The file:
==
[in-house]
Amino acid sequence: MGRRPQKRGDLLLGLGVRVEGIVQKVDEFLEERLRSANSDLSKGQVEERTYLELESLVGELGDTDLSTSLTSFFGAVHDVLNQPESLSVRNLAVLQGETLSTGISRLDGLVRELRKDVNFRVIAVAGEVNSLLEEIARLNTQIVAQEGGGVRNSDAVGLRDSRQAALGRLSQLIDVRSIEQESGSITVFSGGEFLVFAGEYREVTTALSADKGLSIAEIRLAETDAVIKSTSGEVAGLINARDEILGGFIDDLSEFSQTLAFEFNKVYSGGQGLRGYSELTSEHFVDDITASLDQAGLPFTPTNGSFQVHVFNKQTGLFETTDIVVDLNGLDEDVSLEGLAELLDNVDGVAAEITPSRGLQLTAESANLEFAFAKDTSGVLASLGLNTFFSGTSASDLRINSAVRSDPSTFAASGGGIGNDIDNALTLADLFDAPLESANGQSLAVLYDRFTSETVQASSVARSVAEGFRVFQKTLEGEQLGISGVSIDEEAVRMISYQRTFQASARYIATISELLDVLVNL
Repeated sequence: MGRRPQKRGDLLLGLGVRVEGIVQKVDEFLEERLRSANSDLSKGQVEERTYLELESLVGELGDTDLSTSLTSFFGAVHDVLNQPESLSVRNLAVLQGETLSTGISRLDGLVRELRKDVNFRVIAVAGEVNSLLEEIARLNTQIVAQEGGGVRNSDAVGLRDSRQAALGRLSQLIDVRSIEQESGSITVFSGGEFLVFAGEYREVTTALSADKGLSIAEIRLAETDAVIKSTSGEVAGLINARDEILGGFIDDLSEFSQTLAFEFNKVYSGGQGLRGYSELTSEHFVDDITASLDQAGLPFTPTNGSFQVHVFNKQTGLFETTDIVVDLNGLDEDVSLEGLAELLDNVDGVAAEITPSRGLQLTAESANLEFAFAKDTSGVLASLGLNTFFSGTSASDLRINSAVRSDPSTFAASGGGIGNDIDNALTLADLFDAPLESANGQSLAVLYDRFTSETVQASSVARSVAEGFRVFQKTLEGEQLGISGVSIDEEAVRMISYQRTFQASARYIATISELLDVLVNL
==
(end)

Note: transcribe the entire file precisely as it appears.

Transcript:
[in-house]
Amino acid sequence: MGRRPQKRGDLLLGLGVRVEGIVQKVDEFLEERLRSANSDLSKGQVEERTYLELESLVGELGDTDLSTSLTSFFGAVHDVLNQPESLSVRNLAVLQGETLSTGISRLDGLVRELRKDVNFRVIAVAGEVNSLLEEIARLNTQIVAQEGGGVRNSDAVGLRDSRQAALGRLSQLIDVRSIEQESGSITVFSGGEFLVFAGEYREVTTALSADKGLSIAEIRLAETDAVIKSTSGEVAGLINARDEILGGFIDDLSEFSQTLAFEFNKVYSGGQGLRGYSELTSEHFVDDITASLDQAGLPFTPTNGSFQVHVFNKQTGLFETTDIVVDLNGLDEDVSLEGLAELLDNVDGVAAEITPSRGLQLTAESANLEFAFAKDTSGVLASLGLNTFFSGTSASDLRINSAVRSDPSTFAASGGGIGNDIDNALTLADLFDAPLESANGQSLAVLYDRFTSETVQASSVARSVAEGFRVFQKTLEGEQLGISGVSIDEEAVRMISYQRTFQASARYIATISELLDVLVNL
Repeated sequence: MGRRPQKRGDLLLGLGVRVEGIVQKVDEFLEERLRSANSDLSKGQVEERTYLELESLVGELGDTDLSTSLTSFFGAVHDVLNQPESLSVRNLAVLQGETLSTGISRLDGLVRELRKDVNFRVIAVAGEVNSLLEEIARLNTQIVAQEGGGVRNSDAVGLRDSRQAALGRLSQLIDVRSIEQESGSITVFSGGEFLVFAGEYREVTTALSADKGLSIAEIRLAETDAVIKSTSGEVAGLINARDEILGGFIDDLSEFSQTLAFEFNKVYSGGQGLRGYSELTSEHFVDDITASLDQAGLPFTPTNGSFQVHVFNKQTGLFETTDIVVDLNGLDEDVSLEGLAELLDNVDGVAAEITPSRGLQLTAESANLEFAFAKDTSGVLASLGLNTFFSGTSASDLRINSAVRSDPSTFAASGGGIGNDIDNALTLADLFDAPLESANGQSLAVLYDRFTSETVQASSVARSVAEGFRVFQKTLEGEQLGISGVSIDEEAVRMISYQRTFQASARYIATISELLDVLVNL